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Emily Wilkinson, an eight-year-old from Iowa, was in a hospital recovering from an emergency appendectomy.
Doctors had diagnosed her appendicitis only after the pain became unbearable — weeks after she had been through tests for infections and bowel disease. It was an ordeal.
Fortunately, she came through the appendix surgery, but that was only the beginning of her story.
In an account on the Carcinoid Cancer Foundation (CCF) website, her mother, Kristi, picks up the tale from there, describing her memory of walking down a hospital hallway to meet with her daughter’s surgeon: “I was blind to the fact that Emily was placed on the oncology floor, that we were surrounded by children who all are suffering from cancer,” she wrote. “The walk to the conference room was like something from a nightmare. The hallway, like a tunnel, and everything, slow motion. As we walked I looked into the rooms we passed. I realized that every child either had no hair, feeding tubes, looked fragile and ill. They were all cancer patients. I hadn’t noticed this before now? How?”
During the appendix surgery, doctors discovered that Kristi’s daughter had a rare tumor. It was a cancer of the gastrointestinal tract known as a carcinoid cancer. The fact that it had taken Emily’s doctors weeks to discover and name the cancer did not surprise anyone at the CCF, a non-profit advocacy group in White Plains, New York.
The group’s favorite saying is “sometimes hearing hoof beats should make people think of zebras, not horses.”
“The zebra is our symbol,” said Grace Goldstein, the organization’s chief operating officer. “Common symptoms don’t always mean common diseases.”
Carcinoid cancer makes up more than 40 percent of all small intestinal malignant tumors. They can occur anywhere in the gastrointestinal tract and pancreas, though they are sometimes found in the lungs and elsewhere. About 12,000 cases are diagnosed each year in the US. When the tumors metastasize they can cause carcinoid syndrome, where tumors secret excessive levels of multiple hormones. That can cause symptoms including flushing, diarrhea, wheezing and heart failure.
Because those symptoms are also found in other ailments, carcinoid cancer is frequently misdiagnosed, said Goldstein, who joined the organization 13 years ago. For example, if a patient has diarrhea a physician may think it is Chrohn’s Disease, or irritable bowel syndrome.
The illness may also cause flushing.
“If it’s a man that might get misdiagnosed as rosacea and if it’s a woman anywhere near menopause, she might be told its menopause,” Goldstein said.
Part of the problem is that not only have most patients never heard of carcinoid cancer, but many physicians are not familiar with it either. CCF’s mission is to help people better familiarize themselves with carcinoid cancer.
The organization uses its website to post patients’ stories and information on the latest treatments and research. CCF also uses social media to help these patients connect with others and even find places where they can get help.
The organization is small, with both their expenses and revenue coming in under $1 million, including donations from pharmaceutical companies.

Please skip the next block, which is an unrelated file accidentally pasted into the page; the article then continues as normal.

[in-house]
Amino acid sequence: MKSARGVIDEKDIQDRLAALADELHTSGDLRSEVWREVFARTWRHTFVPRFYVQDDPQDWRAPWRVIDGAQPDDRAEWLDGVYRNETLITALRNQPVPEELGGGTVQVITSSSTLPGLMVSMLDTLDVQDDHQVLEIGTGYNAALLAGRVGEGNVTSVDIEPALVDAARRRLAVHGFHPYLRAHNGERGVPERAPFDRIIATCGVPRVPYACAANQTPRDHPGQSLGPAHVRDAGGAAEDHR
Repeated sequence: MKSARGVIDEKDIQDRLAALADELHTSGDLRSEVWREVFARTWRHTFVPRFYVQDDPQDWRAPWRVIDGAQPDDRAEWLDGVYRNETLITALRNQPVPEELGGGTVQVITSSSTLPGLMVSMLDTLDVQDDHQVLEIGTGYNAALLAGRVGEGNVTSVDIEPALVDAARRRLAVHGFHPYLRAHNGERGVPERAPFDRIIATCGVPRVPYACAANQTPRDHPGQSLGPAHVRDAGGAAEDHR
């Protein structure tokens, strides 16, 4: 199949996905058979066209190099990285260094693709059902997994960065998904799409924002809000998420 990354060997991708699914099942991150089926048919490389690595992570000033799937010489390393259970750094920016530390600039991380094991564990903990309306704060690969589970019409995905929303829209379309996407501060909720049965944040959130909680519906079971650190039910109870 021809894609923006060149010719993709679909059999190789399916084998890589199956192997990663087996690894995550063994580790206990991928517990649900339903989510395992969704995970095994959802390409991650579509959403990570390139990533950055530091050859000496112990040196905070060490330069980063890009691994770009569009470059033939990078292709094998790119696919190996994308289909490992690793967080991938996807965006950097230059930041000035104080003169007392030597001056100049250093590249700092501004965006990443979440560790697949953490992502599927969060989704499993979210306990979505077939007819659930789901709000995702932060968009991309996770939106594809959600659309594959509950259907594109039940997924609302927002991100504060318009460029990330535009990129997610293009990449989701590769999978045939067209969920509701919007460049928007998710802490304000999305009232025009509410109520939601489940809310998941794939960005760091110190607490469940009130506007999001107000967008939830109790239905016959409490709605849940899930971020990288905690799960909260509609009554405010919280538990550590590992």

“We don’t have fundraisers but sometimes people do them for us,” Goldstein said.
Goldstein, one of the few employees, works from a home office but makes the most of the small staff by relying on the website and social media to meet the foundation’s goals.
A few years ago, Goldstein learned the true power of social media.
When a blizzard shut down London’s Heathrow Airport a few years ago, she knew of a patient who traveled to the UK from Canada for treatment was stranded in the airport, trying to return home.
“I Tweeted that a cancer patient was stuck in Heathrow and needed help, please,” she said, mentioning Heathrow airport's Twitter account. Somehow the airport was able to arrange for the woman to get on a flight home, even though thousands of other travelers spent the night in Heathrow.
But besides helping people figure out their travels, the CCF site mainly serves as a support group where patients tell how they came to be diagnosed, what treatment has been like, and where others might try to find the best care. For instance, state-of-the-art diagnosis is available with a Gallium-68 scan, Goldstein said.
“There are only 10 places in the U.S. that have them and there is a map of them on our site.”
Specialists can be hard to find as well.
Other patients have told stories of paths that took them to the Mount Sinai Hospital offices of Richard Dr. R.P. Warner, the foundation’s medical director and expert on carcinoid cancer.
Emily’s mother found a specialist in Iowa who worked at a hospital with a Gallium-68. Based on findings in those scans Emily got further surgery but is doing well, her mother reported on the website. The girl will need regular blood tests for 10 years. The tumors, while slow growing, could come back. That often happens with carcinoid cancer.
“I believe that my Emily is an exception,” her mother wrote, “that we caught her cancer right at the perfect time and that this surgery has taken care of all of it for good!”
The CCF website played an important role in helping her find peace of mind, she added. The information and support she found there “helped my family through one of the worst things we have ever had to deal with.”